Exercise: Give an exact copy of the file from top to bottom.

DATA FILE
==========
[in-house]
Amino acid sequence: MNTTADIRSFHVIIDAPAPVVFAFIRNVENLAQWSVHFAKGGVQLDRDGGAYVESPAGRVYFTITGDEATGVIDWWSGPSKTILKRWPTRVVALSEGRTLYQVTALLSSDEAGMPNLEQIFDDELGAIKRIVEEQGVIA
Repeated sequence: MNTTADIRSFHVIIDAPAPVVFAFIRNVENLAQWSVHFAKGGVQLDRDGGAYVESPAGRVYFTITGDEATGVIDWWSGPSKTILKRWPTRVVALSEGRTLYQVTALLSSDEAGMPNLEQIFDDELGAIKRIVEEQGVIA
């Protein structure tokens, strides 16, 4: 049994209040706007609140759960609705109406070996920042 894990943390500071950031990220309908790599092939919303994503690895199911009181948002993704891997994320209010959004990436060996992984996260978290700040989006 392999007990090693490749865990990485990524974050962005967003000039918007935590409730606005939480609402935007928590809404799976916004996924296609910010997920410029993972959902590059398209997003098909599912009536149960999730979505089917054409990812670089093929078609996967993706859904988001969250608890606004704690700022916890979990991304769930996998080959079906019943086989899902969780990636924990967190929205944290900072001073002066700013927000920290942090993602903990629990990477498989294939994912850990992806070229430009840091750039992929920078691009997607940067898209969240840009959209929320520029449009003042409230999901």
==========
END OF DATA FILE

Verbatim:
[in-house]
Amino acid sequence: MNTTADIRSFHVIIDAPAPVVFAFIRNVENLAQWSVHFAKGGVQLDRDGGAYVESPAGRVYFTITGDEATGVIDWWSGPSKTILKRWPTRVVALSEGRTLYQVTALLSSDEAGMPNLEQIFDDELGAIKRIVEEQGVIA
Repeated sequence: MNTTADIRSFHVIIDAPAPVVFAFIRNVENLAQWSVHFAKGGVQLDRDGGAYVESPAGRVYFTITGDEATGVIDWWSGPSKTILKRWPTRVVALSEGRTLYQVTALLSSDEAGMPNLEQIFDDELGAIKRIVEEQGVIA
């Protein structure tokens, strides 16, 4: 049994209040706007609140759960609705109406070996920042 894990943390500071950031990220309908790599092939919303994503690895199911009181948002993704891997994320209010959004990436060996992984996260978290700040989006 392999007990090693490749865990990485990524974050962005967003000039918007935590409730606005939480609402935007928590809404799976916004996924296609910010997920410029993972959902590059398209997003098909599912009536149960999730979505089917054409990812670089093929078609996967993706859904988001969250608890606004704690700022916890979990991304769930996998080959079906019943086989899902969780990636924990967190929205944290900072001073002066700013927000920290942090993602903990629990990477498989294939994912850990992806070229430009840091750039992929920078691009997607940067898209969240840009959209929320520029449009003042409230999901």